Anderson was a man of superior insight and sensitivity. The play he wrote was evidence of that. I think he deliberately “put me on the spot” to see how I, or the organization I represented, would meet a situation which had to be met in terms of the mass consciousness of the times. He showed evidence of appreciating my ploy in trying to save both him and Unity from embarrassment in meeting a situation whose equable solution was still years away. He knew as well as I did that the acceptance he sought could not be forced but must evolve. He had challenged Unity through me in a matching of wits. We both knew it without acknowledging it.
It is almost two generations later now as I write. There are now no color lines drawn at Unity Village or Unity Temple—and fewer elsewhere.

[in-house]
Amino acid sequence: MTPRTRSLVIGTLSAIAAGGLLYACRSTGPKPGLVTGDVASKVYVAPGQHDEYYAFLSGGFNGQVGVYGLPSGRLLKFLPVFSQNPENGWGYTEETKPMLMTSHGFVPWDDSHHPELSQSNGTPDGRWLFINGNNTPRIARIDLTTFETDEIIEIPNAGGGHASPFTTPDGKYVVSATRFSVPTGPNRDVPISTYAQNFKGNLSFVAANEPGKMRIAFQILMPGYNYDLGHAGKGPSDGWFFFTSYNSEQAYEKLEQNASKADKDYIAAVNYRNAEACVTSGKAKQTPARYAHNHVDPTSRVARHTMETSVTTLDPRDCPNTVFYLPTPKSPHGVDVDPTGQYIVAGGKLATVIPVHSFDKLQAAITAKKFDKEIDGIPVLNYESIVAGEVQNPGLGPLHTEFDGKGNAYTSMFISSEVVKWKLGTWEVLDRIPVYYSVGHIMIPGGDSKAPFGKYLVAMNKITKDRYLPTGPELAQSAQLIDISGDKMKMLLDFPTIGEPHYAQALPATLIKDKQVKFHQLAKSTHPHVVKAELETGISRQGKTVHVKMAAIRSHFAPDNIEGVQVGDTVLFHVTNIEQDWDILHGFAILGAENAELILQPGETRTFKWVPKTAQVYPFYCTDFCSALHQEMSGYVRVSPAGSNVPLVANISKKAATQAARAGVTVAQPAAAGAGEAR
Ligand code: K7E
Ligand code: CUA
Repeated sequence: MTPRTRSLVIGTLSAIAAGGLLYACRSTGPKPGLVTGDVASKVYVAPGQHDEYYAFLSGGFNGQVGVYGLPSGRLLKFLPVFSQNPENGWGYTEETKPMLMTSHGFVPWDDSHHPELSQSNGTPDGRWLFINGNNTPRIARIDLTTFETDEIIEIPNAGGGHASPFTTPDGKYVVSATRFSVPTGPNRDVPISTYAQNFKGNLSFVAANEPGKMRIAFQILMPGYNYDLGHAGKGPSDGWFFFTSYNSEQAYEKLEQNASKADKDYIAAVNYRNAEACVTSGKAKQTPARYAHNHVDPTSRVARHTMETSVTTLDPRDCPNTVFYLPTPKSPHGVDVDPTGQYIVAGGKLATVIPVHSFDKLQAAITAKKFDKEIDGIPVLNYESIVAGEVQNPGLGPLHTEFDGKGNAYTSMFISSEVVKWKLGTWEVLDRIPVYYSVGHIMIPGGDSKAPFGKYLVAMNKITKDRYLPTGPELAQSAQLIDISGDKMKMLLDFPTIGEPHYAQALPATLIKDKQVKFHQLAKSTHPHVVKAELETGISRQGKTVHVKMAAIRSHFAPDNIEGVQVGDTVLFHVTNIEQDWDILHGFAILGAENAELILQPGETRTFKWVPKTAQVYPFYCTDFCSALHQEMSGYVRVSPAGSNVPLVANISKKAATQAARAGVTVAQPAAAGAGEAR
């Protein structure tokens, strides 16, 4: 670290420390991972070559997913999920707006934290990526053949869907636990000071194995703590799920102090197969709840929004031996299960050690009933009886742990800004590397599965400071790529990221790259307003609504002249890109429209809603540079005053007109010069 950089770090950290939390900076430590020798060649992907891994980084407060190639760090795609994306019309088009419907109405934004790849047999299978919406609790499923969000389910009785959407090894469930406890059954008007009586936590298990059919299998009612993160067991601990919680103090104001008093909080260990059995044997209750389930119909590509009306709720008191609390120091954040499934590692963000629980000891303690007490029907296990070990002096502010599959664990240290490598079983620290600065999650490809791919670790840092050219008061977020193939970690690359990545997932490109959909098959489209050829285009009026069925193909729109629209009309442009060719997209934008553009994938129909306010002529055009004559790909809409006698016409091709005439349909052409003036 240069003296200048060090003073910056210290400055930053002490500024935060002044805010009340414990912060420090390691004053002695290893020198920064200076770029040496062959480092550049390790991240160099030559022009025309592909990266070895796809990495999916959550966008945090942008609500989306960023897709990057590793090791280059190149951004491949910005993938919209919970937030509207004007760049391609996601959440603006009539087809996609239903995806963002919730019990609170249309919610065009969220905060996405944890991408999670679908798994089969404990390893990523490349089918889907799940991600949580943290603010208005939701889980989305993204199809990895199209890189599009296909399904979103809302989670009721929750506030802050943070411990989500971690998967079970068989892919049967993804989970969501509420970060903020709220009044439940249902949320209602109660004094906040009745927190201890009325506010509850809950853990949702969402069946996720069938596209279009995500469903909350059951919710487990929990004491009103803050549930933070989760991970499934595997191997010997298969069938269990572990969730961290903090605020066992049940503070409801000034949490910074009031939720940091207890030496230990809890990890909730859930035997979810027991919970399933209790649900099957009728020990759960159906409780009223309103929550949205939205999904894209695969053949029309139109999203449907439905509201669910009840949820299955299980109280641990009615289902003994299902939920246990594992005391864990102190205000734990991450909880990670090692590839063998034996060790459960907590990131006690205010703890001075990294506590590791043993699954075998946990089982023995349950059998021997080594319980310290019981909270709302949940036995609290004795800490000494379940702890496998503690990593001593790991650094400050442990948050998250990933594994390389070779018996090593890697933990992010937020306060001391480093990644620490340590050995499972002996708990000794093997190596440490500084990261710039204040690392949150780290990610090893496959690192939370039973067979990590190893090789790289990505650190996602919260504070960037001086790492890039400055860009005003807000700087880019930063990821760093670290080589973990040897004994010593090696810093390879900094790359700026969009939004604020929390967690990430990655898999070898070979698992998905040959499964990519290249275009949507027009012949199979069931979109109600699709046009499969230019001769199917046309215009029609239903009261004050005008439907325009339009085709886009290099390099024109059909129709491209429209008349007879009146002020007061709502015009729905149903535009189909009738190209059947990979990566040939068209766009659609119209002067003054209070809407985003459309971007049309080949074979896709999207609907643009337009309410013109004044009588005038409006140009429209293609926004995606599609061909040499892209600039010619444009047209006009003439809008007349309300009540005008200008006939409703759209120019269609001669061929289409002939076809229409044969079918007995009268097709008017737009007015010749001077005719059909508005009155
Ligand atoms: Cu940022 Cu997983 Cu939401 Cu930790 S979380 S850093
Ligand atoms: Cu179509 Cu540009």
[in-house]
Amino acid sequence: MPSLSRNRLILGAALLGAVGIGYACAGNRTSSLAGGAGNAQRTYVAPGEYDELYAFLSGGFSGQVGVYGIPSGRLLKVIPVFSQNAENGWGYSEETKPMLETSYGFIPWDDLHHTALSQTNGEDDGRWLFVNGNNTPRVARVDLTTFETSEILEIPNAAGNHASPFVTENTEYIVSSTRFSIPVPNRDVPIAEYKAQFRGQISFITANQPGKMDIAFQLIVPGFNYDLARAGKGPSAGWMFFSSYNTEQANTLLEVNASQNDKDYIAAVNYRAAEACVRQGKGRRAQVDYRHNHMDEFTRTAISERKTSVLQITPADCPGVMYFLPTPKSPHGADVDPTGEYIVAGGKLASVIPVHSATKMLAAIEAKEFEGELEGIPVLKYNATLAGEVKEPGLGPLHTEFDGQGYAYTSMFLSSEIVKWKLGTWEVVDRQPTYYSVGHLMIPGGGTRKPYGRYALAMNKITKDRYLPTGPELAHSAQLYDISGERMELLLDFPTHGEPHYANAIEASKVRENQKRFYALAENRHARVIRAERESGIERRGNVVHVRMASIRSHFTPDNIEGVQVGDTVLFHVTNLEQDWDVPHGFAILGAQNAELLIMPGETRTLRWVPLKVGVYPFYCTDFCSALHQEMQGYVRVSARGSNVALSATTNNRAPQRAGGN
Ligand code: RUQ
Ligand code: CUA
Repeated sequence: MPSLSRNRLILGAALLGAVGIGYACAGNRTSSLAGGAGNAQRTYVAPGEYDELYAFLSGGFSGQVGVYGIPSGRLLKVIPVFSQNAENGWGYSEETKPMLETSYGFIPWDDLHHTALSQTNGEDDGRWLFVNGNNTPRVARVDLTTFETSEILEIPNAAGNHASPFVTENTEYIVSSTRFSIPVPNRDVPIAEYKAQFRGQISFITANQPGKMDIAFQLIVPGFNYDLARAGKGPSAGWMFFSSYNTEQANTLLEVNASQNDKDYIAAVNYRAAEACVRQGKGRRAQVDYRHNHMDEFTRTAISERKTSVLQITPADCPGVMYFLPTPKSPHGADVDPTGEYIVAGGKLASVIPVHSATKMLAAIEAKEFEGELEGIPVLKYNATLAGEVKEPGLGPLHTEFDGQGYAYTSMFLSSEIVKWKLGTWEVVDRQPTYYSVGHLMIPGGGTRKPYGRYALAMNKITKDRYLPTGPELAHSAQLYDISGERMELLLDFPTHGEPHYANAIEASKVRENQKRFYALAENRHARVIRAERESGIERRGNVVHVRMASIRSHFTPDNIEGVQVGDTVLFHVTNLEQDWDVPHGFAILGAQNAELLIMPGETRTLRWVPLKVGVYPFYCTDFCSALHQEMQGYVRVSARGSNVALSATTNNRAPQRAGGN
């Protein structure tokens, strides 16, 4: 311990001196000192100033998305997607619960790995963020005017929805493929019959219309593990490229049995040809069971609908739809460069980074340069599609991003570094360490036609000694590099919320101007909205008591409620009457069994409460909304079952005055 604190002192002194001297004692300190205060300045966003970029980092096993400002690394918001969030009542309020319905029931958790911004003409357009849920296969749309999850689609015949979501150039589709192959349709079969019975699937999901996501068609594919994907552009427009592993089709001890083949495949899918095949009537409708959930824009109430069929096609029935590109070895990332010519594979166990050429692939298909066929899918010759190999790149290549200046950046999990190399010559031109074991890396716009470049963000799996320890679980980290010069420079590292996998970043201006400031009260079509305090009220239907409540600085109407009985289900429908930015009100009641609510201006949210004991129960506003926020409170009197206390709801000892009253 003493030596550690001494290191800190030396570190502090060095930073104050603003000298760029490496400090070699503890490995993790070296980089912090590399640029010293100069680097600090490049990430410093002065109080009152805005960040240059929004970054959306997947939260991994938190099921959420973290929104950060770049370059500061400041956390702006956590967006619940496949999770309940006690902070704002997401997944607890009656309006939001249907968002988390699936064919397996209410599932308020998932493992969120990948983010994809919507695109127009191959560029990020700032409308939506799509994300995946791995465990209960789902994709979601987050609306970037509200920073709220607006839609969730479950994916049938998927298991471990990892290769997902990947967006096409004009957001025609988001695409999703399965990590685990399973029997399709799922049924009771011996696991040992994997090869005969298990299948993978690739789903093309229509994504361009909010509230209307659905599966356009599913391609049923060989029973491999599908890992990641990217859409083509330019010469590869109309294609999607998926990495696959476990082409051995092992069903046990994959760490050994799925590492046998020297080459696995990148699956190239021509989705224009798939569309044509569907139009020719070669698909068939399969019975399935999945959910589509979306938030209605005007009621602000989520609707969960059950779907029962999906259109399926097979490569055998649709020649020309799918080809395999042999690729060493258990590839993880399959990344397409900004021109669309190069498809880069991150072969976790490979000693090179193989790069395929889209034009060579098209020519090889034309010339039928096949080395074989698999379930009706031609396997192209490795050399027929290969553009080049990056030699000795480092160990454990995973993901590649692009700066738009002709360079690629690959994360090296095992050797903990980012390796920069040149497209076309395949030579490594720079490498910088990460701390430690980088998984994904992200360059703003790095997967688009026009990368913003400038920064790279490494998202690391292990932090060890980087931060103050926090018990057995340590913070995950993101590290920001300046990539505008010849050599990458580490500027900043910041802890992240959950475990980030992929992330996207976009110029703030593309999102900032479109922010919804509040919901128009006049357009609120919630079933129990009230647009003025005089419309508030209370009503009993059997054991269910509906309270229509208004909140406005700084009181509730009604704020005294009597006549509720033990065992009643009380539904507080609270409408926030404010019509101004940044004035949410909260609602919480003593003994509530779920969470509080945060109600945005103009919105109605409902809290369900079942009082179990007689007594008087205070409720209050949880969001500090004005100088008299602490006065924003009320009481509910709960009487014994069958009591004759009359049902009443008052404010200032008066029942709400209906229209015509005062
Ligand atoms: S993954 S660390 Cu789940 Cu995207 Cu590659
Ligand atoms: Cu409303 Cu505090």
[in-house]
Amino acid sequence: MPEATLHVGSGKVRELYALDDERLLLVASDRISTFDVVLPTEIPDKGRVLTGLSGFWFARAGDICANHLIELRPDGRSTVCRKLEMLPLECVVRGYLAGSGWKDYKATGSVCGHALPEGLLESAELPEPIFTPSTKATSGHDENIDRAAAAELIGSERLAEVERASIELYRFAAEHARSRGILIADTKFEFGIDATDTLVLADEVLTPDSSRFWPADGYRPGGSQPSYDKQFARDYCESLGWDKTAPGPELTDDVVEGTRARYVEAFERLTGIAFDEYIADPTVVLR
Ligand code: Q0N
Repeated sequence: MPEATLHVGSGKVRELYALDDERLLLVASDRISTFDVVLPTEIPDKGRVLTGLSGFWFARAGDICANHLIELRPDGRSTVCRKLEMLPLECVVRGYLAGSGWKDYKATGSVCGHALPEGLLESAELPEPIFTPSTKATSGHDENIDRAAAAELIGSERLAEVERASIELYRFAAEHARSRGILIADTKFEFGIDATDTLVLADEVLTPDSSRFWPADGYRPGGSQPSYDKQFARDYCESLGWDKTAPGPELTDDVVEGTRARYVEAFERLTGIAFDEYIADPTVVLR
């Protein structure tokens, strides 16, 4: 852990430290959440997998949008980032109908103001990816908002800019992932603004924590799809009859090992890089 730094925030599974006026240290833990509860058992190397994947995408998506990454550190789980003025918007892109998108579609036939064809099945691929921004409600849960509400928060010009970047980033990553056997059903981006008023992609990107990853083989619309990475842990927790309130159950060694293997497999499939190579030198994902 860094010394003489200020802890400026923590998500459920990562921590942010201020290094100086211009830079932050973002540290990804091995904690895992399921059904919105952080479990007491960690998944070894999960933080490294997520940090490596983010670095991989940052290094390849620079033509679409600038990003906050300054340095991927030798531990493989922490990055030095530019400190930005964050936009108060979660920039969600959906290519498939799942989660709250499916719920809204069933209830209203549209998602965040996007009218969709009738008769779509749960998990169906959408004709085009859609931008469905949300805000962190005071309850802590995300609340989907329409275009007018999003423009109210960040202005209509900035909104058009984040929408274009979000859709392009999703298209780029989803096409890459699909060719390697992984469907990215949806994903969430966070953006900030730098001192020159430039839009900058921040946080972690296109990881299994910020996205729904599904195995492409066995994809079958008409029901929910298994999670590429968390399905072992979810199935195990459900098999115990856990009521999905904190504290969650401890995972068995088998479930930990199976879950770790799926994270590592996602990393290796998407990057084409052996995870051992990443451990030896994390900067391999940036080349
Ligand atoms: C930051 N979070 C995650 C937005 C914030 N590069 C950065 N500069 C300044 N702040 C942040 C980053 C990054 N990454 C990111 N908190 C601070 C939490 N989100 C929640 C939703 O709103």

Who Do You Think Ordained Me?
I had been ordained some years before I was called to Unity, but though I was continually called upon to perform marriages, officiate at christenings and funerals, years went by without a Unity ordination. In those early years there was little or no specific training in public speaking or how to conduct special services. The founders would simply decide that someone should be ordained and confer that recognition forthwith. They found it didn’t always work out (it doesn’t always work out no matter what qualifications are required) so when I inquired about ordination they would say, “We’re not doing it any more.”
Young workers were called on to lead meditations and make announcements, and some of them asked me for help, so I started a public speaking class in which seventeen young men enrolled. It was perhaps the initial effort toward a training school, which continued with Roland Rexroth using my outline of instruction after I became involved in the Los Angeles ministry.